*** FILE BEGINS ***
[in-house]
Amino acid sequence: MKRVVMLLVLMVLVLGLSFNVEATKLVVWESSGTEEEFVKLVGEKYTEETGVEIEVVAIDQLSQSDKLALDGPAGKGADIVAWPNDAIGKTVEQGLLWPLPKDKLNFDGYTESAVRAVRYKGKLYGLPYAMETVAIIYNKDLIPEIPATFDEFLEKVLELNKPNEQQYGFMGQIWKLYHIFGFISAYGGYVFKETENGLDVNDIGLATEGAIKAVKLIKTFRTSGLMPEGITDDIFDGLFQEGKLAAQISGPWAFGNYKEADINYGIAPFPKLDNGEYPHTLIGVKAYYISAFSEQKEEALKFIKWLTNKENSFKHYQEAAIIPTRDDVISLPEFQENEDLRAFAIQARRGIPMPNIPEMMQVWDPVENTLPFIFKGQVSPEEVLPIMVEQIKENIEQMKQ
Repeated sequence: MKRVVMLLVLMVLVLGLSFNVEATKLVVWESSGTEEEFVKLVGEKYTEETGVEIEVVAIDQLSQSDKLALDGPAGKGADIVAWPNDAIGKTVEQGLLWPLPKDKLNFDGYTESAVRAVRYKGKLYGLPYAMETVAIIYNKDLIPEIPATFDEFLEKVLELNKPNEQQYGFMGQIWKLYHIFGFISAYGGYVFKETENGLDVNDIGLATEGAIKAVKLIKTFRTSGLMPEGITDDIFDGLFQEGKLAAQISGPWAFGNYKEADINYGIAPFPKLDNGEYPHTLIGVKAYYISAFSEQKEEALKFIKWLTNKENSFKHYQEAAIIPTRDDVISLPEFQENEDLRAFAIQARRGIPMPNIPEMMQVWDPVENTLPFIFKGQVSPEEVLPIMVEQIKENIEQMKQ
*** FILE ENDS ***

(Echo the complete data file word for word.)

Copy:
[in-house]
Amino acid sequence: MKRVVMLLVLMVLVLGLSFNVEATKLVVWESSGTEEEFVKLVGEKYTEETGVEIEVVAIDQLSQSDKLALDGPAGKGADIVAWPNDAIGKTVEQGLLWPLPKDKLNFDGYTESAVRAVRYKGKLYGLPYAMETVAIIYNKDLIPEIPATFDEFLEKVLELNKPNEQQYGFMGQIWKLYHIFGFISAYGGYVFKETENGLDVNDIGLATEGAIKAVKLIKTFRTSGLMPEGITDDIFDGLFQEGKLAAQISGPWAFGNYKEADINYGIAPFPKLDNGEYPHTLIGVKAYYISAFSEQKEEALKFIKWLTNKENSFKHYQEAAIIPTRDDVISLPEFQENEDLRAFAIQARRGIPMPNIPEMMQVWDPVENTLPFIFKGQVSPEEVLPIMVEQIKENIEQMKQ
Repeated sequence: MKRVVMLLVLMVLVLGLSFNVEATKLVVWESSGTEEEFVKLVGEKYTEETGVEIEVVAIDQLSQSDKLALDGPAGKGADIVAWPNDAIGKTVEQGLLWPLPKDKLNFDGYTESAVRAVRYKGKLYGLPYAMETVAIIYNKDLIPEIPATFDEFLEKVLELNKPNEQQYGFMGQIWKLYHIFGFISAYGGYVFKETENGLDVNDIGLATEGAIKAVKLIKTFRTSGLMPEGITDDIFDGLFQEGKLAAQISGPWAFGNYKEADINYGIAPFPKLDNGEYPHTLIGVKAYYISAFSEQKEEALKFIKWLTNKENSFKHYQEAAIIPTRDDVISLPEFQENEDLRAFAIQARRGIPMPNIPEMMQVWDPVENTLPFIFKGQVSPEEVLPIMVEQIKENIEQMKQ